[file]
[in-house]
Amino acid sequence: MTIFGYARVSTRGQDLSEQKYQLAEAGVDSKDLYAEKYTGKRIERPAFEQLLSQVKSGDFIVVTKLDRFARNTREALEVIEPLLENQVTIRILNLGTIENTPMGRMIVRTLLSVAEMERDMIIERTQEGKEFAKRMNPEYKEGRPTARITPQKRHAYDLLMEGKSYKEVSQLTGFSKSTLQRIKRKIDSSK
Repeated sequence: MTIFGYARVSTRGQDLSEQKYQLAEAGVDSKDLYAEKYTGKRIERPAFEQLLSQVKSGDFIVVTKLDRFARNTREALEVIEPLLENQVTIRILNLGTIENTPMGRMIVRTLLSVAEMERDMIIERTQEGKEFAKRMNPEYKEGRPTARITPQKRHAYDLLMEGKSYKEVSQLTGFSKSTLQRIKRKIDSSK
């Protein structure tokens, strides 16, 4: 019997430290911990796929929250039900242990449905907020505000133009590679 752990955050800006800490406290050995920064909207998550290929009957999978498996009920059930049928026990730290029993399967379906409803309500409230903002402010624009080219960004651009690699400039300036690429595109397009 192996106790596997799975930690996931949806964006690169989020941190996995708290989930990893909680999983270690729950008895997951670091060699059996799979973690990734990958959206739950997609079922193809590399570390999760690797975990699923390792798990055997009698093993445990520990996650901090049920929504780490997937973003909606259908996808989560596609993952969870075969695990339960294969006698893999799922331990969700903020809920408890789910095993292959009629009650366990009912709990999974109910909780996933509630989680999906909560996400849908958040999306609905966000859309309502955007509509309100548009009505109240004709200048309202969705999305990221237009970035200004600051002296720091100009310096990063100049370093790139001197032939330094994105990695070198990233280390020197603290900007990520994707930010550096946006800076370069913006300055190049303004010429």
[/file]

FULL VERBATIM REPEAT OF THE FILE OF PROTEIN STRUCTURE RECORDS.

[in-house]
Amino acid sequence: MTIFGYARVSTRGQDLSEQKYQLAEAGVDSKDLYAEKYTGKRIERPAFEQLLSQVKSGDFIVVTKLDRFARNTREALEVIEPLLENQVTIRILNLGTIENTPMGRMIVRTLLSVAEMERDMIIERTQEGKEFAKRMNPEYKEGRPTARITPQKRHAYDLLMEGKSYKEVSQLTGFSKSTLQRIKRKIDSSK
Repeated sequence: MTIFGYARVSTRGQDLSEQKYQLAEAGVDSKDLYAEKYTGKRIERPAFEQLLSQVKSGDFIVVTKLDRFARNTREALEVIEPLLENQVTIRILNLGTIENTPMGRMIVRTLLSVAEMERDMIIERTQEGKEFAKRMNPEYKEGRPTARITPQKRHAYDLLMEGKSYKEVSQLTGFSKSTLQRIKRKIDSSK
């Protein structure tokens, strides 16, 4: 019997430290911990796929929250039900242990449905907020505000133009590679 752990955050800006800490406290050995920064909207998550290929009957999978498996009920059930049928026990730290029993399967379906409803309500409230903002402010624009080219960004651009690699400039300036690429595109397009 192996106790596997799975930690996931949806964006690169989020941190996995708290989930990893909680999983270690729950008895997951670091060699059996799979973690990734990958959206739950997609079922193809590399570390999760690797975990699923390792798990055997009698093993445990520990996650901090049920929504780490997937973003909606259908996808989560596609993952969870075969695990339960294969006698893999799922331990969700903020809920408890789910095993292959009629009650366990009912709990999974109910909780996933509630989680999906909560996400849908958040999306609905966000859309309502955007509509309100548009009505109240004709200048309202969705999305990221237009970035200004600051002296720091100009310096990063100049370093790139001197032939330094994105990695070198990233280390020197603290900007990520994707930010550096946006800076370069913006300055190049303004010429």